An American lawmaker has warned Pakistan's president that U.S. aid to the South Asian nation is in jeopardy.
Representative Michael McCaul, a Republican from Texas, this week led a U.S. Congressional delegation to Pakistan, where he met with President Asif Ali Zardari on Tuesday.
McCaul said he told Zardari the U.S. relationship with Pakistan must change in light of the discovery that al-Qaeda leader Osama bin Laden was living there, reportedly for several years, before his death. Bin Laden was killed in a U.S. raid in the Pakistani garrison city of Abbottabad May 2.
McCaul said in a statement that he discussed the idea of increasing trade between the United States and Pakistan as a way to boost long-term trust and advance the countries' mutual interest in fighting terrorism.
The U.S. lawmaker said both he and Pakistan's president described U.S.-Pakistani relations as a "bad marriage where divorce is not an option," due to the shared threat of extremism that both nations face.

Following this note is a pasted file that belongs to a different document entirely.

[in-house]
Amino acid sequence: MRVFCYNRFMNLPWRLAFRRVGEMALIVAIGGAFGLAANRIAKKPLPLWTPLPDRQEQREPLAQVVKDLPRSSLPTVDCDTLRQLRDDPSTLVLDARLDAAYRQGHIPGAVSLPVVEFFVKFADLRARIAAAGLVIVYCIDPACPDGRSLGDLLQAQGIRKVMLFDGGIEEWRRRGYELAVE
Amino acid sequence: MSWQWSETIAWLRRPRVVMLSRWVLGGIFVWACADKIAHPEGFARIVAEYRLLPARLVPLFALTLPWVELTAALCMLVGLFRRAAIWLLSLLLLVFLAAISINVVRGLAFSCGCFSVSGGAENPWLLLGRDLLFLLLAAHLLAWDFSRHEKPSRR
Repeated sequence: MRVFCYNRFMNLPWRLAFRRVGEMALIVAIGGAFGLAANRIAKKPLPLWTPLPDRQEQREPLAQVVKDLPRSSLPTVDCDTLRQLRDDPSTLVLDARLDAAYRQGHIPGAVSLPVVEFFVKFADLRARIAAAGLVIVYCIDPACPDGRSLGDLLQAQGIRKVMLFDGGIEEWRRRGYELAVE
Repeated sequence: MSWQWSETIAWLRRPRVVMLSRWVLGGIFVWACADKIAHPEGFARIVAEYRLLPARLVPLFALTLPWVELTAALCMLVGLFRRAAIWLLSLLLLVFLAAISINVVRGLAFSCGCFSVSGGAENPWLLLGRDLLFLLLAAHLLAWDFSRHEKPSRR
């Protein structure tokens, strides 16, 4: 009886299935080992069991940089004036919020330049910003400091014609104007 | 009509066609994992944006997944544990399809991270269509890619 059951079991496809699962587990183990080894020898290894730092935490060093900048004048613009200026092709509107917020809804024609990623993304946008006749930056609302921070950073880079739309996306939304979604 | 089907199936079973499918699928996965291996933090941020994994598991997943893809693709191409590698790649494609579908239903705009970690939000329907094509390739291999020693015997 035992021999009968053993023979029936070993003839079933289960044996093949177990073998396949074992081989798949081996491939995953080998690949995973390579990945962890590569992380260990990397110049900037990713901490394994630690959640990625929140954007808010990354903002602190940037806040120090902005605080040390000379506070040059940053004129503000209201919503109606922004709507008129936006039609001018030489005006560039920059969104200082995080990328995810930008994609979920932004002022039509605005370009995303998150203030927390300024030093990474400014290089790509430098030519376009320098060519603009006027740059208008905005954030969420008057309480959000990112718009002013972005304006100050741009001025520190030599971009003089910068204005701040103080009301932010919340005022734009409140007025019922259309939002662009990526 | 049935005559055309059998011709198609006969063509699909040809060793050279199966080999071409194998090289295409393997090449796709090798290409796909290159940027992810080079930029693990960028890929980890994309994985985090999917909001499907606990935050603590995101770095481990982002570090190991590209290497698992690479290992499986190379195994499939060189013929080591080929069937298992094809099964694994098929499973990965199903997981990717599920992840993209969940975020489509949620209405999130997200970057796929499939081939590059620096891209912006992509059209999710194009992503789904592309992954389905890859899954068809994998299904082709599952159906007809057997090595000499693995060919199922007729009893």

Tension between the two countries escalated following allegations by U.S. officials that Pakistan's military spy agency, or the ISI, was providing support to the militant Haqqani network. The al-Qaida-linked group has launched a number of attacks on U.S. and NATO forces in Afghanistan.
McCaul said that during talks with President Zardari, the Pakistani leader expressed willingness to work with the U.S. against terror groups, such as the Haqqani network. But the U.S. representative questioned Zardari's ability to carry out the pledge, given the influence of the military in Pakistan.
McCaul is chair of the House U.S. Homeland Security Oversight and Investigations Committee.